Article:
Heartbreak a perpetual constant of late for Pitt basketball


By Imaz Athar / Staff Writer

Academics, party life, location and tuition are just a few factors that teenagers consider when choosing a college or university. Although I took all of these into account, Panther basketball was also a major reason I chose Pitt. 

As a freshman, I couldn’t wait to rep blue and gold, heckle opposing teams and rattle the Pete as a part of the Oakland Zoo. I fiercely anticipated watching the Panthers take the bright orange court of Madison Square Garden, fighting to the top in the Big East tournament. 

I’m halfway through my junior year now, and I have quite the collection of happy memories of supporting the blue and gold. 

I’ve got to admit, though, Pitt basketball hasn’t quite met my expectations.

I first saw former center Steven Adams during the first class of my first day at Pitt in 2012. To many in class, he was probably just a super-tall guy trying to fit into one of the Cathedral’s many miniscule seats. The basketball geek in me knew that he was the five-star recruit from New Zealand who would be the heart of the Panthers basketball team that year. He would be the guy who would rebound, block every shot and anchor the team’s blue-collar, hard-nosed defense. He would allow the Panthers to wreak havoc against teams and win a whole lot of games.

The Panthers did end up winning a lot of games that year. With a mix of highly touted freshmen and experienced players, they beat some good teams, including Cincinnati and Syracuse, during the regular season. 

The Pitt offense sometimes couldn’t catch up with the defense, however, and the Panthers couldn’t shoot the ball consistently from the perimeter. The Panthers made the NCAA Tournament, but they lost to Wichita State in the first round by 18 points — a disappointing end to what had seemed like a promising season.

Perhaps I thought the season was disappointing because my expectations for the team were too high. Adams had never played organized basketball in the States before coming to Pitt, and the team didn’t have any great scorers. Maybe I could have foreseen their shortcomings. Still, if you look at past Pitt basketball seasons, you’ll see a common trend — the Pitt basketball team always falls just short in the biggest games.

Start with the 2008-2009 season: Many considered the Panthers the best team in college basketball during the regular season, and the team was a No. 1 seed in the NCAA Tournament. However, Scottie Reynolds and the No. 3 Villanova Wildcats left Pitt heartbroken in the final seconds. 

The Panthers were a No. 3 seed in the 2010 NCAA Tournament after another successful regular season. They lost to No. 6 Xavier in the second round by three points. In the 2010-2011 season, the team was consistently ranked in the top five in the AP Top 25. Even so, Cardiac Kemba and the Huskies shocked the Panthers in the Big East Tournament at the buzzer, and the Panthers were stunned by No. 8 seed Butler in the final seconds of a second round game in the NCAA Tournament.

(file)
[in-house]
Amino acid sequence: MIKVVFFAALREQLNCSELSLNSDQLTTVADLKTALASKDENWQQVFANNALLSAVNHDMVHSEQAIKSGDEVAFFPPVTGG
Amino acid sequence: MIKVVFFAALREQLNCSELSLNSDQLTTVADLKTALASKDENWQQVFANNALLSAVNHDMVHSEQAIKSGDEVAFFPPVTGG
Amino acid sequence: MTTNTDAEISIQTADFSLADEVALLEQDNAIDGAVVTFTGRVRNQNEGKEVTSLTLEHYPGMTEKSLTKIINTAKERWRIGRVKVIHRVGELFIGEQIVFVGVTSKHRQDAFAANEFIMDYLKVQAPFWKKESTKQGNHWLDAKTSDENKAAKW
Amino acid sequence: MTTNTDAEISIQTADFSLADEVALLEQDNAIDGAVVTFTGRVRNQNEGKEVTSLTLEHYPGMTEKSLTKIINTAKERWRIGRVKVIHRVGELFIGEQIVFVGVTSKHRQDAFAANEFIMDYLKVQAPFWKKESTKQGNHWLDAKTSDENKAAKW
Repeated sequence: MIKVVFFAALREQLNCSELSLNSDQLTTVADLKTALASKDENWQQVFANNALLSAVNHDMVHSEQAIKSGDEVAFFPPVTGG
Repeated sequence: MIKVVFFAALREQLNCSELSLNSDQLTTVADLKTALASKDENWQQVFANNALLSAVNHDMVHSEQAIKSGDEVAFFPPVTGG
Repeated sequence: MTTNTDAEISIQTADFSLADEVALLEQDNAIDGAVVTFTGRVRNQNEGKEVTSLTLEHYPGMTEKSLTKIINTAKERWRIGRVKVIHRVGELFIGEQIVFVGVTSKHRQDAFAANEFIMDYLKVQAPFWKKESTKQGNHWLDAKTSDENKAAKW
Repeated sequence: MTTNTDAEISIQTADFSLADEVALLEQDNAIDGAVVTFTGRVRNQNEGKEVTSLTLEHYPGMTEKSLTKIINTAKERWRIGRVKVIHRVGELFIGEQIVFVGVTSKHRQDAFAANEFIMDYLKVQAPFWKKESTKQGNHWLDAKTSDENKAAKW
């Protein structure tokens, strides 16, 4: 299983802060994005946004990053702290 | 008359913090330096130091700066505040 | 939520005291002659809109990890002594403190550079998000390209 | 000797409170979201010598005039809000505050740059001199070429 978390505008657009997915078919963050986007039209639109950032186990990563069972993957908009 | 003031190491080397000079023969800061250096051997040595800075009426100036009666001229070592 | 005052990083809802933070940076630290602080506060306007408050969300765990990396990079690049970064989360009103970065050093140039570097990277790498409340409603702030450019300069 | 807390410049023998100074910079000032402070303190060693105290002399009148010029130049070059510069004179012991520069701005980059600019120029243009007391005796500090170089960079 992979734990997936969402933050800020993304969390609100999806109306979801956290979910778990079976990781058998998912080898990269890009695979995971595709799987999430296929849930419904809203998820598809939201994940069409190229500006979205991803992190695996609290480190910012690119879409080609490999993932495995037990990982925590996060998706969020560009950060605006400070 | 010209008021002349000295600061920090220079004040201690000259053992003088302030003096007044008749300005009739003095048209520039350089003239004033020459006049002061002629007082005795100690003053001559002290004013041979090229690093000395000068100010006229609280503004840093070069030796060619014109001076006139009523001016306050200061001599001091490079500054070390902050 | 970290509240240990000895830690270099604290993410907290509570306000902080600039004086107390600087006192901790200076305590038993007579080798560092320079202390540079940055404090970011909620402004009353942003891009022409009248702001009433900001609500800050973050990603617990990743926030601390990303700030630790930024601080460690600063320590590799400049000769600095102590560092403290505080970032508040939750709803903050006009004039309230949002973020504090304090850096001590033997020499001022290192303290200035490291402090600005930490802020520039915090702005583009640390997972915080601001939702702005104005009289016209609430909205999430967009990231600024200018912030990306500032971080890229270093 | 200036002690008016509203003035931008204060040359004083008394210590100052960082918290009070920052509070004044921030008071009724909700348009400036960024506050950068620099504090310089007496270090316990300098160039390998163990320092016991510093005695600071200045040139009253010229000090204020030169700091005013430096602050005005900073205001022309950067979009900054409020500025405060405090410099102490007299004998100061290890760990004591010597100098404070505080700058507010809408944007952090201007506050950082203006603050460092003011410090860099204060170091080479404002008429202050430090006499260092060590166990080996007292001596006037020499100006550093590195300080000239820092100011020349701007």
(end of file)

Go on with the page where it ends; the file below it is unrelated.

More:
Last year was also promising, and it seemed like the team had turned things around after they blew out Colorado in the first round of the NCAA Tournament. Yet, they then fell to the top-seeded Florida in the second round.

It isn’t a fluke that the Panthers lose in big games, because it happens so often. A taste of success is only a taste, and it is nothing the team can savor. There has to be a reason why this keeps happening. 

Perhaps it’s just the team’s style of play. Jamie Dixon places a significant emphasis on defense, and the team plays hard on that end. But, as we’ve seen from recent NCAA tournaments, dynamic guard play and good shooting are necessary components of championship teams. During the past three years, Pitt hasn’t had a good combination of these components. 

Perhaps I set my expectations too high and didn’t look deep enough into Pitt’s past to realize that heartbreak was a common thread throughout an otherwise successful string of years. Maybe I overestimated the program based on its high win totals and top seeds, ignoring some of the issues that would eventually plague the team over the next few years.

From 2008 to 2011, the Panthers did have good guard play and shooting, so there has to be another reason why the team consistently lost close games. Maybe the teams just weren’t mentally tough enough. Perhaps there’s something about the team’s coaching or players that causes them to crumble under pressure. Maybe it isn’t the style of play or a lack of mental toughness at all. Maybe it’s just luck. They’ve lost close games that could have gone either way, and, I guess, it’s possible that maybe the team is unlucky enough that the ball never rolls its way.

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